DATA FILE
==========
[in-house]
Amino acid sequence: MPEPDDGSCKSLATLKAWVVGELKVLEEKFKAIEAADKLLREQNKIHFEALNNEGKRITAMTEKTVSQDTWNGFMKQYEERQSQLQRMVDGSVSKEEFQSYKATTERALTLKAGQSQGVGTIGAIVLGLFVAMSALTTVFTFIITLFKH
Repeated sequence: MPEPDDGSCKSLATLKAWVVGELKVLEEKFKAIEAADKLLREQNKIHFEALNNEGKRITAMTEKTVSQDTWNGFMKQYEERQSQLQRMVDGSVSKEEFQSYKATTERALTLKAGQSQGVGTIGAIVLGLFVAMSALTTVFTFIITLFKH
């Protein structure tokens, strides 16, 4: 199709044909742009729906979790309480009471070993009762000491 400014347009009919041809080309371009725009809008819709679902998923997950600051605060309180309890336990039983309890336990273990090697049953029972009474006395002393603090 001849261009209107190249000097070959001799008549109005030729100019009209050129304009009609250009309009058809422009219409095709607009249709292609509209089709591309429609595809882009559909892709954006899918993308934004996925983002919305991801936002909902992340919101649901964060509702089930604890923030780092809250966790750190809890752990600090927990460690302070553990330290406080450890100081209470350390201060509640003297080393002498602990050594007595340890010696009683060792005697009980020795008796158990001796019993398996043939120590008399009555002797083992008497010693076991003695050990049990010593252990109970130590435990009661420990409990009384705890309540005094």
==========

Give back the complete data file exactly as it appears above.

[in-house]
Amino acid sequence: MPEPDDGSCKSLATLKAWVVGELKVLEEKFKAIEAADKLLREQNKIHFEALNNEGKRITAMTEKTVSQDTWNGFMKQYEERQSQLQRMVDGSVSKEEFQSYKATTERALTLKAGQSQGVGTIGAIVLGLFVAMSALTTVFTFIITLFKH
Repeated sequence: MPEPDDGSCKSLATLKAWVVGELKVLEEKFKAIEAADKLLREQNKIHFEALNNEGKRITAMTEKTVSQDTWNGFMKQYEERQSQLQRMVDGSVSKEEFQSYKATTERALTLKAGQSQGVGTIGAIVLGLFVAMSALTTVFTFIITLFKH
């Protein structure tokens, strides 16, 4: 199709044909742009729906979790309480009471070993009762000491 400014347009009919041809080309371009725009809008819709679902998923997950600051605060309180309890336990039983309890336990273990090697049953029972009474006395002393603090 001849261009209107190249000097070959001799008549109005030729100019009209050129304009009609250009309009058809422009219409095709607009249709292609509209089709591309429609595809882009559909892709954006899918993308934004996925983002919305991801936002909902992340919101649901964060509702089930604890923030780092809250966790750190809890752990600090927990460690302070553990330290406080450890100081209470350390201060509640003297080393002498602990050594007595340890010696009683060792005697009980020795008796158990001796019993398996043939120590008399009555002797083992008497010693076991003695050990049990010593252990109970130590435990009661420990409990009384705890309540005094």